If you are a small business owner and you want to get an intern, then you are already on the right track to growing and expanding your business. Unlike larger, more established businesses, small business owners don’t have a human resources department that can help create an internship program. To further complicate the matter, most small business owners are so busy that they don’t think they have the time to manage an intern even if they got one. Internships come in many different forms, but there are certain steps that everyone must take to ensure that the internship is a valuable experience for both the employer and the student. In this article, we are going to cover the legal issues surrounding internships, how to effectively structure the internship program, and some quick tips on how to mentor and manage an intern.
Before you start hiring interns, you are going to want to seek the advice of your attorney to make sure the internship opportunity is in accordance with the Department of Labor’s (DOL) regulations. The DOL outlines the legal requirements for compensation that distinguishes between an intern and an employee. If you plan on hiring interns for paid positions, then you shouldn’t have too much to worry about with legal issues. However, if you plan on hiring interns for unpaid positions or offering to help them receive academic credit, then you need to be extremely careful when designing the internship. The debate about unpaid internships is currently a very hot topic, so you should always consult your legal representative before you create an internship program.
Once the legal requirements are out of the way, you can create an internship program. One of the biggest things colleges look for when approving employers to offer internships is honesty in the job description. Many small business owners try to get an intern to help relieve them of some of their busy work, like filing or organizing mail. Most colleges will instantly deny a request like this because they want their students to get real world experience related to their major. A good rule for employers to follow is to have the intern spend no less than 75% of their time working on real projects. If you don’t have a ton of work for the intern on a particular day, you can always let the intern sit in on meetings and conferences. This may sound trivial to you, but it can be a major learning experience for the intern. Structuring your internship to be learning based will be mutually beneficial to both you and the intern. You get an intern to help you on your projects and an extra set of ears in case you miss anything from meetings. At the same time, the intern gets to work on real projects and gain professional experience.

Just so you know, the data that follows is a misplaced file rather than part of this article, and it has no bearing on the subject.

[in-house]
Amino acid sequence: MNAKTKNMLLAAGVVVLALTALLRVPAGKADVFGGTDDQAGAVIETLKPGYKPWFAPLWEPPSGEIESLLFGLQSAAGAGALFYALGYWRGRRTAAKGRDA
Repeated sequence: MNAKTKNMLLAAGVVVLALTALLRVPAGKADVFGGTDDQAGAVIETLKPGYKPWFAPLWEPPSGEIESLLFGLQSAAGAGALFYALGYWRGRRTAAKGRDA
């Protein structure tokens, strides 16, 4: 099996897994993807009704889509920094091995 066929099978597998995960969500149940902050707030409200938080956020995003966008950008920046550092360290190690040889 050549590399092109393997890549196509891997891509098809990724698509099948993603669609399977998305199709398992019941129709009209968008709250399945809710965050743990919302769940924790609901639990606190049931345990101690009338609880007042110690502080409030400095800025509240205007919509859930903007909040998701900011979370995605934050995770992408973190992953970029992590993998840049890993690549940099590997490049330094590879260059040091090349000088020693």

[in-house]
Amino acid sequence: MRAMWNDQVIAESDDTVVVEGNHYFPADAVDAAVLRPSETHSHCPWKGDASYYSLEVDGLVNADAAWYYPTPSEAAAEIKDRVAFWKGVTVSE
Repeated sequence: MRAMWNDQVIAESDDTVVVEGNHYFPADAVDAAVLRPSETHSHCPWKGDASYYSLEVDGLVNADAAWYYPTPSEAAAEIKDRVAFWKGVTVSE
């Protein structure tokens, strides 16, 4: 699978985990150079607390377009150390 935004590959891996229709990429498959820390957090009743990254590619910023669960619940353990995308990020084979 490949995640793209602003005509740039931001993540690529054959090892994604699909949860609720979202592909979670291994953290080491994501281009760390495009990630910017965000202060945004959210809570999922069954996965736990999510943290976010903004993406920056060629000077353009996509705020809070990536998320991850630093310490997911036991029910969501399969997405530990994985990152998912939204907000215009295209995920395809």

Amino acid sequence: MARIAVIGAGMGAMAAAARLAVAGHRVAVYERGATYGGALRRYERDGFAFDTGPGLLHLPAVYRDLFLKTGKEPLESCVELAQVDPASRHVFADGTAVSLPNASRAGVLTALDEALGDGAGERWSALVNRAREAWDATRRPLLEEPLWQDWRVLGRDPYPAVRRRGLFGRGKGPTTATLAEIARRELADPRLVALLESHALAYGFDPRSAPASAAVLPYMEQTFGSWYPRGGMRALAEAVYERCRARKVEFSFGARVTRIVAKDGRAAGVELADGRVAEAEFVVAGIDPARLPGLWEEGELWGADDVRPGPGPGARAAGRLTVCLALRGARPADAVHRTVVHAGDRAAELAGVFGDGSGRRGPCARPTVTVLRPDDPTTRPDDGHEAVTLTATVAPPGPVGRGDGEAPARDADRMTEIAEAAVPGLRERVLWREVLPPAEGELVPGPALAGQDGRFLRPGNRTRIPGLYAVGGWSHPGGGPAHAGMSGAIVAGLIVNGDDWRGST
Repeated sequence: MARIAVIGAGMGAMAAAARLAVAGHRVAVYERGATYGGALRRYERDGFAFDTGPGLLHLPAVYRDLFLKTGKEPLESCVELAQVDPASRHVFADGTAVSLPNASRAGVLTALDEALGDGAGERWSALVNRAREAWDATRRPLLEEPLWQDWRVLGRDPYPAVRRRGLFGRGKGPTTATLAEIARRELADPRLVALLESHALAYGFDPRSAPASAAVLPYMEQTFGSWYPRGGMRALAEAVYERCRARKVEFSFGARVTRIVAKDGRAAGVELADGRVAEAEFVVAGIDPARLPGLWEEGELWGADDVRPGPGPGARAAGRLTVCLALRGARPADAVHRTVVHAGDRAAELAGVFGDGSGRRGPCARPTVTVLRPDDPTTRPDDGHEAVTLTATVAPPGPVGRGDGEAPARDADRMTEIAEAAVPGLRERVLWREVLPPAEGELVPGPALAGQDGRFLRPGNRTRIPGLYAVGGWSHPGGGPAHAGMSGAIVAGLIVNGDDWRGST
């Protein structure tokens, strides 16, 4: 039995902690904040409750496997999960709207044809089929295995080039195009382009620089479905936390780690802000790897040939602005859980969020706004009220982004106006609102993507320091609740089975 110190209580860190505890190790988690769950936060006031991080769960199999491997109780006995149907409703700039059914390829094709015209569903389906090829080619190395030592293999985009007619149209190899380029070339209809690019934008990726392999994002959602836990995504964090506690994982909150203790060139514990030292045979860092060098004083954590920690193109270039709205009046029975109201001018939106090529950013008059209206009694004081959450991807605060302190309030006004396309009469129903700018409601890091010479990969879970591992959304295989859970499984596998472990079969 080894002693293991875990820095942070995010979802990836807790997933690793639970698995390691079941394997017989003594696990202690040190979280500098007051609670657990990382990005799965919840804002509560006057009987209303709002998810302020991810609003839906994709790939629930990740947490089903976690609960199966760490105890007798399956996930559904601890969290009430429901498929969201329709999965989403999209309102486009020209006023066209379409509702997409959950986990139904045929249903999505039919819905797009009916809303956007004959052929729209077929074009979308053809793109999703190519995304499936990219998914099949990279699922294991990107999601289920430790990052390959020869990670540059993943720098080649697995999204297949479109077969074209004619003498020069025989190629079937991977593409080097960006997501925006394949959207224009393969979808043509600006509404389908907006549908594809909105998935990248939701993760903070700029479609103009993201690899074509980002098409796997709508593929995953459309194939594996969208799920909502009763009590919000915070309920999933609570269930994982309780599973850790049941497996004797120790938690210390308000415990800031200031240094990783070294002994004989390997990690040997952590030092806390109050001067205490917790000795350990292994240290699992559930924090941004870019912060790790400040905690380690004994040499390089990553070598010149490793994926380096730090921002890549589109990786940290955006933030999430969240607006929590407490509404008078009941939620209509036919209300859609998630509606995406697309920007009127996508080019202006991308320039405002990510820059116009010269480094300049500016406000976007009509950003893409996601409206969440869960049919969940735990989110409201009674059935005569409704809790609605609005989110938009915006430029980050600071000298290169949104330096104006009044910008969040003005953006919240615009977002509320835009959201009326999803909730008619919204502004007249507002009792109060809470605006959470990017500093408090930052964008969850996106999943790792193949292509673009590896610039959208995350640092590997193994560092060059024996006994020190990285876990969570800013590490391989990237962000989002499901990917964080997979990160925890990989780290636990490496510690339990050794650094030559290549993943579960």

One of the top reasons that small business owners say they don’t hire interns is because they don’t think they have enough time to manage an intern. However, the amount of productivity that an intern can bring to a small business is worth the time to get an intern. By giving feedback and guiding the intern in the right direction, you can make sure that you are receiving high quality work. Many companies hire interns with the end goal that when they graduate they will be able to be promoted to a full time position. By being a good mentor, you can establish a professional relationship with the intern and understand their capabilities better than you ever could through an interview.
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